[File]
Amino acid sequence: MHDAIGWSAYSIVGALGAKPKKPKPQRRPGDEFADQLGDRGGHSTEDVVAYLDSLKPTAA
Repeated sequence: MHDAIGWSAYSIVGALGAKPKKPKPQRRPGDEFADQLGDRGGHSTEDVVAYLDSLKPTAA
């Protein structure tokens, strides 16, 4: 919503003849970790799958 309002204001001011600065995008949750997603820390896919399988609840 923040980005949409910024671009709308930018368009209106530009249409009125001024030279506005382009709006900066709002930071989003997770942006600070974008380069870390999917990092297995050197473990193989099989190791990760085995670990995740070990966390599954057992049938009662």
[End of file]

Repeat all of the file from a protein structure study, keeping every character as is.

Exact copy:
Amino acid sequence: MHDAIGWSAYSIVGALGAKPKKPKPQRRPGDEFADQLGDRGGHSTEDVVAYLDSLKPTAA
Repeated sequence: MHDAIGWSAYSIVGALGAKPKKPKPQRRPGDEFADQLGDRGGHSTEDVVAYLDSLKPTAA
């Protein structure tokens, strides 16, 4: 919503003849970790799958 309002204001001011600065995008949750997603820390896919399988609840 923040980005949409910024671009709308930018368009209106530009249409009125001024030279506005382009709006900066709002930071989003997770942006600070974008380069870390999917990092297995050197473990193989099989190791990760085995670990995740070990966390599954057992049938009662």